liboqs-rust: Rust bindings for liboqs

Build status

crate crates.io docs.rs License
oqs-sys crates.io crates.io/docs License
oqs crates.io crates.io/docs License

liboqs-rust offers two Rust wrappers for the Open Quantum Safe liboqs C library, which is a C library for quantum-resistant cryptographic algorithms.

  • The oqs-sys crate compiles and builds liboqs and generates unsafe bindings to the C library.
  • The oqs crate offers a Rust-style safe interface to the schemes included in liboqs.

Pre-requisites

oqs-sys depends on the liboqs C library. It will build liboqs automatically.

Contents

This crate provides unsafe ffi bindings in the oqs-sys crate, and safe wrappers are offered via the oqs crate. The rendered rustdoc documentation can be found here

Usage

Update your Cargo.toml and include oqs:

[dependencies]
oqs = "*"

oqs-sys can be specified equivalently.

Minimal builds

The default-on kems and sigs features turn on all supported KEMs and signature schemes. If you want a smaller build, turn off these default features and opt-in to individual algorithms. Note that if you specify default-features = false, you may also want to re-include the oqs-sys/openssl feature.

Serde support

You can enable serde serialization support by enabling the serde feature on the oqs crate.

std support

The oqs-sys crate does not use std at all. Note that the default features do enable building liboqs with openssl, so use default-features = false.

To make oqs a #![no_std] crate make sure the std feature is disabled. Make sure to also disable the oqs-sys/openssl feature by specifying default-features = false.

As default-features includes the kems and sigs features, consider re-adding them as well. This results into:

[dependencies.oqs]
version = "*"
default-features = false
features = ["sigs", "kems"]

You will probably want to change the random-number generator through the OQS_RAND API offered by oqs-sys.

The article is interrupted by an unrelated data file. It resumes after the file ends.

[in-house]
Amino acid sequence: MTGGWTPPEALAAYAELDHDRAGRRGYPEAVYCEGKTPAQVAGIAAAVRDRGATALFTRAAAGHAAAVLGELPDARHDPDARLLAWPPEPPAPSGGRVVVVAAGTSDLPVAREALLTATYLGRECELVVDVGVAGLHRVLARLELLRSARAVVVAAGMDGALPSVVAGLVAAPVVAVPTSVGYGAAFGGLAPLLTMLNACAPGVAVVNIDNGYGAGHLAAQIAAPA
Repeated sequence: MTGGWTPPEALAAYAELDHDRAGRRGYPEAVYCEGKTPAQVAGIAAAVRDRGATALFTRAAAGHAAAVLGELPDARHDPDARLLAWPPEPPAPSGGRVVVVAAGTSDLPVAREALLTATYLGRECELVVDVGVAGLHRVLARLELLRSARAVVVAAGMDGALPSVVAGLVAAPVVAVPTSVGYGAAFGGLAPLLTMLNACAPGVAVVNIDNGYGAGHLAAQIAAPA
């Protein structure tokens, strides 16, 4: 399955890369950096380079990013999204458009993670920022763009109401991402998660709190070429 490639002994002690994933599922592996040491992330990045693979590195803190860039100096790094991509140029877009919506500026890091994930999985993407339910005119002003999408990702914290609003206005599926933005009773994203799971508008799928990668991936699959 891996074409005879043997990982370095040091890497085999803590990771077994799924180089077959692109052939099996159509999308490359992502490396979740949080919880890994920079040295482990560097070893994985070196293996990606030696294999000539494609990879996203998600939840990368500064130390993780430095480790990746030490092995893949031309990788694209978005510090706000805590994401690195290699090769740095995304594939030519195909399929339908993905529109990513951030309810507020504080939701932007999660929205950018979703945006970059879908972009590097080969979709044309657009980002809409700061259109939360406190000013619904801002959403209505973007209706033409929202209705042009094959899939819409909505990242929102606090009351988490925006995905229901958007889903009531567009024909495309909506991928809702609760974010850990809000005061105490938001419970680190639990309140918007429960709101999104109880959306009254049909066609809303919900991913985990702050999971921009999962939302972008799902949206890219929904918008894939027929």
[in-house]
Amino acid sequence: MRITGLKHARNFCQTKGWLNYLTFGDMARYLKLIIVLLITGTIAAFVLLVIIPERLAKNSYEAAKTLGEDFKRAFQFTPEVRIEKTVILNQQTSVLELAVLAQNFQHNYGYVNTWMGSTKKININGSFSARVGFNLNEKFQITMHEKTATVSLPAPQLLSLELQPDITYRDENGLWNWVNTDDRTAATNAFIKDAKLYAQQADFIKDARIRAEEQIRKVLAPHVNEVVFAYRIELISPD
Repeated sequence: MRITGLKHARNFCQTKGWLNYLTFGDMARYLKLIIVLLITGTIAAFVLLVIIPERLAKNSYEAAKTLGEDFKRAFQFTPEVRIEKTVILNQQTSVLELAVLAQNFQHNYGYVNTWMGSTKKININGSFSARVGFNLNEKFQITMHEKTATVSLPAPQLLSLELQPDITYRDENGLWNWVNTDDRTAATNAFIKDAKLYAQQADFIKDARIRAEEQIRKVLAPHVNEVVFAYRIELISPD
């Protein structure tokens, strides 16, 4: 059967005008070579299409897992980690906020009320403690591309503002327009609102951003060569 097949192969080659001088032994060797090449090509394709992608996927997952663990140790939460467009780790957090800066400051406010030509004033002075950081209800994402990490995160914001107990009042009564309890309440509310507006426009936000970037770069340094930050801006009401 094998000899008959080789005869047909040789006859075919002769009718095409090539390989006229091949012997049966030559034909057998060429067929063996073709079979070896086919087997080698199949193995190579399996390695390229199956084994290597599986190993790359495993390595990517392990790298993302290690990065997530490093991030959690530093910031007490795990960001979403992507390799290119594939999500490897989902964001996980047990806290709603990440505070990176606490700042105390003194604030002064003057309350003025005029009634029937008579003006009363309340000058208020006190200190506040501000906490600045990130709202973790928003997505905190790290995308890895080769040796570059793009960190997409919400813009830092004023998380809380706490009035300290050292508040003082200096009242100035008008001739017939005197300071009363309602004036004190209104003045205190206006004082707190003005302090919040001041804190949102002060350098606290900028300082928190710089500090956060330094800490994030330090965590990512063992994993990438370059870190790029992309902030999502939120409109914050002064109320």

non_portable feature

If compiled with the non_portable feature, liboqs-sys will not enable CPU feature detection and always use the best implementation on your current platform. This enables support for implementations where feature detection is not functional.

Stack usage

Some algorithms use large amounts of stack space. This means that you may need to specify RUST_MIN_STACK in your environment. This for example affects tests.

Algorithm features

  • kems (default): Compile with all KEMs enabled
    • bike
    • classic_mceliece
    • frodokem
    • hqc
    • kyber
    • ntru
    • ntruprime
    • saber
    • sidh
    • sike
  • sigs (default): Compile with all signature schemes enabled
    • dilithium
    • falcon
    • picnic
    • rainbow
    • sphincs: SPHINCS+

Running

/// # Example: Some signed KEX
/// This protocol has no replay protection!
///
use oqs::*;
fn main() -> Result<()> {
    let sigalg = sig::Sig::new(sig::Algorithm::Dilithium2)?;
    let kemalg = kem::Kem::new(kem::Algorithm::Kyber512)?;
    // A's long-term secrets
    let (a_sig_pk, a_sig_sk) = sigalg.keypair()?;
    // B's long-term secrets
    let (b_sig_pk, b_sig_sk) = sigalg.keypair()?;

    // assumption: A has (a_sig_sk, a_sig_pk, b_sig_pk)
    // assumption: B has (b_sig_sk, b_sig_pk, a_sig_pk)

    // A -> B: kem_pk, signature
    let (kem_pk, kem_sk) = kemalg.keypair()?;
    let signature = sigalg.sign(kem_pk.as_ref(), &a_sig_sk)?;

    // B -> A: kem_ct, signature
    sigalg.verify(kem_pk.as_ref(), &signature, &a_sig_pk)?;